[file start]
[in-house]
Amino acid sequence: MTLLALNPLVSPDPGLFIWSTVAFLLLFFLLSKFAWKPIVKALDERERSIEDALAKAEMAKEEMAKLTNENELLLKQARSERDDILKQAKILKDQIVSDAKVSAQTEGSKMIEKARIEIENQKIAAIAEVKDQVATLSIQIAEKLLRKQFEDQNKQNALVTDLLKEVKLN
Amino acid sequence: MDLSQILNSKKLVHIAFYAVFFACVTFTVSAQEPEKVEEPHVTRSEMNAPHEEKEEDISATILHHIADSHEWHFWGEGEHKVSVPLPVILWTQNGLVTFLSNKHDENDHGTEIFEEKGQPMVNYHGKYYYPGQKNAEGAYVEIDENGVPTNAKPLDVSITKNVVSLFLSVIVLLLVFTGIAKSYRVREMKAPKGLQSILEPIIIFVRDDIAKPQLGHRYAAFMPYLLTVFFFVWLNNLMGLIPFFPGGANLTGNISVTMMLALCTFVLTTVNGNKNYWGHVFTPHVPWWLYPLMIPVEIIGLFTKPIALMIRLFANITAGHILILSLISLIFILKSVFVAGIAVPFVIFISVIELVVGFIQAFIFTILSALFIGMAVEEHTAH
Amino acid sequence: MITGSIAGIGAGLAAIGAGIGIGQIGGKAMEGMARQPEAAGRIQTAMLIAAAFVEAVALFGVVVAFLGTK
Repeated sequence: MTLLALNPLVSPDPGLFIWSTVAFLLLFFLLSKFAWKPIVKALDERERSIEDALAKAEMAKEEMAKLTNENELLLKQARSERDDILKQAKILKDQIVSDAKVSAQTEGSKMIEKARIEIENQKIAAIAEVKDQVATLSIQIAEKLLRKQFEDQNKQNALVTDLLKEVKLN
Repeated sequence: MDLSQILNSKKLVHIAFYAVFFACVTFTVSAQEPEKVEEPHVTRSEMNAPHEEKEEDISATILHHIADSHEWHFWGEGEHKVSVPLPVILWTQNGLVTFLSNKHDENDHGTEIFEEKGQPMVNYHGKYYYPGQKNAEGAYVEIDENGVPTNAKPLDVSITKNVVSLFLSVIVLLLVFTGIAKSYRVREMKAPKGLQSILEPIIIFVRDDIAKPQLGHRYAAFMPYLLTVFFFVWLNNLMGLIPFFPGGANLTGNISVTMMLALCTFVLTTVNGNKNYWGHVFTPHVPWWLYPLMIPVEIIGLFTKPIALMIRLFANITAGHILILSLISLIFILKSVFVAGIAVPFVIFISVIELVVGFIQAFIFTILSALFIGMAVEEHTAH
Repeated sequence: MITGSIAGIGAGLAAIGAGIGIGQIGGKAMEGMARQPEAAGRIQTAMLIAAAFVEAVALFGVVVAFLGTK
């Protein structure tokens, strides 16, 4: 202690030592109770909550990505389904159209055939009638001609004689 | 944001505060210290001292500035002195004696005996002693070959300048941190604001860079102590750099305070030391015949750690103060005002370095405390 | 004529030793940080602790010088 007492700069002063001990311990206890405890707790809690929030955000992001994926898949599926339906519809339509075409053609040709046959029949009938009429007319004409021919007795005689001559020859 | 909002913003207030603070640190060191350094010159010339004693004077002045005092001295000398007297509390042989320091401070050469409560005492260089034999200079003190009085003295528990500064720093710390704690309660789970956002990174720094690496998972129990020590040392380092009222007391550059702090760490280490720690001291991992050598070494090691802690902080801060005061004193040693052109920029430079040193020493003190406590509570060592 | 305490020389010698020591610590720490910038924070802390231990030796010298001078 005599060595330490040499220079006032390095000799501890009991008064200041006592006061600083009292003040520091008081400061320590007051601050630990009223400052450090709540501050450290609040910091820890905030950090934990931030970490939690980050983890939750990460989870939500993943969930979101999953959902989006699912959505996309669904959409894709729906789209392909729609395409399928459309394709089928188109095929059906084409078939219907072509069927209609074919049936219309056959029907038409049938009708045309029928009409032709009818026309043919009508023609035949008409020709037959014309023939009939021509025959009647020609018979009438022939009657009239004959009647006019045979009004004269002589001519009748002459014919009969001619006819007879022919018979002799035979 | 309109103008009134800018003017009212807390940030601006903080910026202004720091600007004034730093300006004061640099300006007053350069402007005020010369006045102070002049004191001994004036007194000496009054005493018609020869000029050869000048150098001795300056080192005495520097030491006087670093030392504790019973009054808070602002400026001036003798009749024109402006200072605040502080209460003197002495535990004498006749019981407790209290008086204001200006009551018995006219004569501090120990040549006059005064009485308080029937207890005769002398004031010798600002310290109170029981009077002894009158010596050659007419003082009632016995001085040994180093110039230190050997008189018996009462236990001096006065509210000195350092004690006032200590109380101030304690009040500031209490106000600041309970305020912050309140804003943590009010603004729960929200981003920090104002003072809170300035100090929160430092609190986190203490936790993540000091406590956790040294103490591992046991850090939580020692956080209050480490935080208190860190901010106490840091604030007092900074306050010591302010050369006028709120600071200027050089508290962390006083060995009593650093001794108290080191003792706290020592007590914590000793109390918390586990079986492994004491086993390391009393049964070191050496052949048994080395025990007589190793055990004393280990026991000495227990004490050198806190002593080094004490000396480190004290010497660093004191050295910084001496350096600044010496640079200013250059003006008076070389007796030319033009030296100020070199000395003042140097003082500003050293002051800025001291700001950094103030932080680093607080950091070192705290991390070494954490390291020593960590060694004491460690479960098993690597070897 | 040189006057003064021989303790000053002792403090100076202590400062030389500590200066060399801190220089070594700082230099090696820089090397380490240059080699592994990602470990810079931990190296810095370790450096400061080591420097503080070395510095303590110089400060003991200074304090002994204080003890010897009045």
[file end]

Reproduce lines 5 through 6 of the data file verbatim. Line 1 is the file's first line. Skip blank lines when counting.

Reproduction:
Repeated sequence: MTLLALNPLVSPDPGLFIWSTVAFLLLFFLLSKFAWKPIVKALDERERSIEDALAKAEMAKEEMAKLTNENELLLKQARSERDDILKQAKILKDQIVSDAKVSAQTEGSKMIEKARIEIENQKIAAIAEVKDQVATLSIQIAEKLLRKQFEDQNKQNALVTDLLKEVKLN
Repeated sequence: MDLSQILNSKKLVHIAFYAVFFACVTFTVSAQEPEKVEEPHVTRSEMNAPHEEKEEDISATILHHIADSHEWHFWGEGEHKVSVPLPVILWTQNGLVTFLSNKHDENDHGTEIFEEKGQPMVNYHGKYYYPGQKNAEGAYVEIDENGVPTNAKPLDVSITKNVVSLFLSVIVLLLVFTGIAKSYRVREMKAPKGLQSILEPIIIFVRDDIAKPQLGHRYAAFMPYLLTVFFFVWLNNLMGLIPFFPGGANLTGNISVTMMLALCTFVLTTVNGNKNYWGHVFTPHVPWWLYPLMIPVEIIGLFTKPIALMIRLFANITAGHILILSLISLIFILKSVFVAGIAVPFVIFISVIELVVGFIQAFIFTILSALFIGMAVEEHTAH